Chronologically we should now visit Terra Nova, however as mentioned earlier that particular album has already been reviewed. So to 2008 and album number twenty four for Robin Taylor and album number seven under the moniker Taylor's Universe. Although for this release we need to add "with Denner". Denner is in fact guitarist Michael Denner who joins the above mentioned trio along with Louise Nipper (voice) who returns from the previous year's Terra Nova release. Victoria Bjerre is the only new addition to fold, contributing the "little voice" - spoken words - on Aspx.
I have to say Soundwall gets off to a great start in the form of Tag Attack, from the grainy mellotron strings into the Genesis/King Crimson-esque rhythm. Vogel's succinct sax lends a more Canterbury feel to the proceedings. The organ serves to both flow and punctuate the piece along with the heavy guitar riffs which add grit to the music. With fine solo contributions, you'll find some cracking little prog moments in this track. Strangely at the 5:00 minute mark the track moves into a much lighter/electronic mode with sampled voices and a gentle melody line. Initially I had assumed this was a different track...
The heavier (but by no means metal) sound continues through the opening couple of minutes of Step Aside with the top line taken by a melodic, blues inflected, guitar solo courtesy of Michael Denner. However at the two minute mark the track slides down and is replaced initially by simple broken riffs followed by silences. This section builds in ferocity allowing brief and increasingly intense solos from all concerned. Whilst the five minute mark returns us once again to the opening theme for the outro...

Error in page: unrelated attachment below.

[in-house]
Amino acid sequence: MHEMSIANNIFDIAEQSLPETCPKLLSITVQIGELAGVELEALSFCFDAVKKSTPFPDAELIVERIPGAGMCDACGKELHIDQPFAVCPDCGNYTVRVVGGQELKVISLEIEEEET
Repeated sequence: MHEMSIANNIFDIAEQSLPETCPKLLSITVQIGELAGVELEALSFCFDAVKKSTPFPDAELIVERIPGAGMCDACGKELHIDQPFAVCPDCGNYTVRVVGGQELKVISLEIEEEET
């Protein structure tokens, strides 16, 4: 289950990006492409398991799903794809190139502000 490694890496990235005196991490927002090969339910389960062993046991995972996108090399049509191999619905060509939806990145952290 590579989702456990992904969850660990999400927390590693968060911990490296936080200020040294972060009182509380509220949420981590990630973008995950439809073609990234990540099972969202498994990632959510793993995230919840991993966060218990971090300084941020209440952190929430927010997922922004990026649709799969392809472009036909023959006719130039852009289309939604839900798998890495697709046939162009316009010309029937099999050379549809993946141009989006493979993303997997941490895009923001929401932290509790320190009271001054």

Mellotron returns for Out Of Season, gradually punctuated by a simple piano motif. The piece dissolves into eerie ambient wash, slowly evolving with catchy melody lines from guitar and sax. Totally Greek is a gentle resting point on the album and continues the idea of simple but catchy melodies layered down in the previous track. Totally Greek has an almost Enya-like quality, that is both infectious and relaxing. But this is Robin Taylor and at the five minute mark the track breaks loose with a full band arrangement. The repeated melody stays but this time with solo sections from the guitar.
Sandwich continues the lighter phases of the album, again with an ambient wash but with subtly mixed organ and piano, backward loops and treatments. This lasts for several minutes before a heavy percussive synth bass line and sparse drumming pick up the pace. A gradually building section features some excellent sax in the form of a contextually melodic solo. Percussion and more effects are added as the track builds to a climax.
It is a headphone only experience for the first minute or so of Aspx, eventually however the track bounces into full flow, and this great flow stems from Grosell's kit and the repetitive loops. Denner again adds some melodic guitar, however, the last couple of minutes are again a headphone only thing...